Objects Tell Stories: Counting the Omer with Tobi... Read More
Shavuot, or the Feast of Weeks, begins at sundown on Saturday, May 20. Each year, the Jewish holiday is viewed as a renewal of the Torah’s spiritual gifts. The interval between Passover (the commemoration of the Exodus from Egypt) and Shavuot (the giving of the law at Mount Sinai), is marked by the ceremonial counting of the omer. The omer refers to a measure of barley that was originally offered at the Temple of Jerusalem on the second day of Passover. From that point, seven weeks — 49 days — would pass until Shavuot, the day the wheat harvest began. The omer is counted each evening and accompanied by the recitation of a blessing and prayers.
Over the centuries, various forms of ingenious calendars have evolved to aid in the counting of omer. One unique calendar in the Jewish Museum collection was designed by artist Tobi Kahn, entitled Saphyr (2002). A sculpture made of wooden pegs, the interactive work facilitates the countdown from Passover to Shavuot with 49 pegs, of which one can be removed on each day. Alternatively, one could start with an empty grid and replace the pegs.https://medium.com/media/7c59ef936c6ed72c8410dee0812541aa/href
Like much of Kahn’s work, Saphyr is inspired by the artist’s personal reactions to Jewish culture and is intended to encourage viewers to engage with Jewish traditions and invest them with personal meaning. In a series of video interviews from the Museum archives, the artist describes the creation of the omer calendar and his childhood counting memories. The pegs were conceived as miniature houses with compartments painted in gold to symbolize the spiritual journey embodied in the interval between Passover and Shavuot. Each peg on his counter is unique, but they all fit together as a whole, with their combined form suggesting rooftops of a village.https://medium.com/media/ca186a1946d1a490717e7aeca6890229/href
Increasingly, historical material in the Jewish Museum’s holdings can be found in digital formats. Leading up to the holiday, Senior Curator Susan Braunstein unearthed a digital file from 2006, which contained an interactive website counterpart for Saphyr. While Kahn’s omer calendar was on display at the Museum, visitors could access the website on a laptop in the exhibition gallery, allowing users to count the omer with the sculpture as Kahn designed it.https://medium.com/media/85e4952756c4c6111f35f912f8ed92a5/href
Fast-forward over a decade later as we count the days to Shavuot in 2018: technology and web browsers have evolved, and the Museum was not able to recreate the Flash environment of Kahn’s interactive website from 2006. To place the interactive omer calendar online once again would not be functional for most users, given that the original content is now in an ancient format (by internet standards). As a multimedia software platform, Flash is nearly obsolete, and set to be phased out by the year 2020. To simulate the original web experience from 2006, video screen recordings on local PC environments from a similar era were created to make the program’s interactive functionality accessible for the online audiences of today.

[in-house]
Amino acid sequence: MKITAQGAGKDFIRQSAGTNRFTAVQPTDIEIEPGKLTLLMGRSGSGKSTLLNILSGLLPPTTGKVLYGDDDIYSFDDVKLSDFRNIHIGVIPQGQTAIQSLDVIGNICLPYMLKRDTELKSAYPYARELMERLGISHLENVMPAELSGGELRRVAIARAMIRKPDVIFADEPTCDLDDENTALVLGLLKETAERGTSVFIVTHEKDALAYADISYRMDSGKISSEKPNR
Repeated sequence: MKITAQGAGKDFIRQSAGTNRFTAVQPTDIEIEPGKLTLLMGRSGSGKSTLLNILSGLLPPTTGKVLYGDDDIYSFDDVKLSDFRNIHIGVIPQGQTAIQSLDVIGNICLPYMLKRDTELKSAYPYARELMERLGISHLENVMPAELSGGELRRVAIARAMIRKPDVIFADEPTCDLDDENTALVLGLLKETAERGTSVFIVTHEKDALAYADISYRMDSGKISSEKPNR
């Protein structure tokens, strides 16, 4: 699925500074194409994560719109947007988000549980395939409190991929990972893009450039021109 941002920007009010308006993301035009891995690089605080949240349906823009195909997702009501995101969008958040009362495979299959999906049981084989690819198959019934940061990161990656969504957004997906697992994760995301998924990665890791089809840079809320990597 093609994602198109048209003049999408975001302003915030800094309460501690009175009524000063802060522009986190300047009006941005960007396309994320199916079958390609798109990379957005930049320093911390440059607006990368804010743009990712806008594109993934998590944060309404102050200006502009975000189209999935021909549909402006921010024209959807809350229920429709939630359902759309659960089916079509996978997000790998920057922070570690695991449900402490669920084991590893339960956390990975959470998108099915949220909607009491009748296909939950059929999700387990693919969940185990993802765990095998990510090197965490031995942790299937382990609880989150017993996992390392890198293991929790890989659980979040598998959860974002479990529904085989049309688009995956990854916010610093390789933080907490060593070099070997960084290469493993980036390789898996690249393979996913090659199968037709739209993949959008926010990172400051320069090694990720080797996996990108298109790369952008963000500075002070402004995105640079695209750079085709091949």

Kahn’s contemporary take on centuries-old Jewish practices surrounding Shavuot through sculpture and then technology, turns the practice of counting omer into a physical, then responsive act, engaging the user in the performance of the ritual. The piece, as he explains, permits infinitely unique use, from year to year, and person to person:
[The work] leaves your hands, it leaves your studio, and it becomes something totally different for everyone else. You have to learn how to let go.
— Elisabeth Rivard, Interim Digital Marketing Associate
Celebrate Shavuot at the Jewish Museum
- Join Russ & Daughters at the Jewish Museum, open late on Thursday, May 17 for a Shavuot dinner celebration. The restaurant will offer a special Shavuot-themed menu of homemade blintzes, noodle kugel, and other traditional dairy delights. Dairy-based foods like blintzes and cheesecake have traditionally alluded to the Torah’s nourishing qualities in Judaism.
- Shavuot Free Admission days: In addition to Free Saturdays, the Jewish Museum will be open with free admission on Sunday, May 20 and Monday, May 21. See what’s on view and plan your visit.
Objects Tell Stories: Counting the Omer with Tobi Kahn’s Interactive “Saphyr” was originally published in The Jewish Museum on Medium, where people are continuing the conversation by highlighting and responding to this story.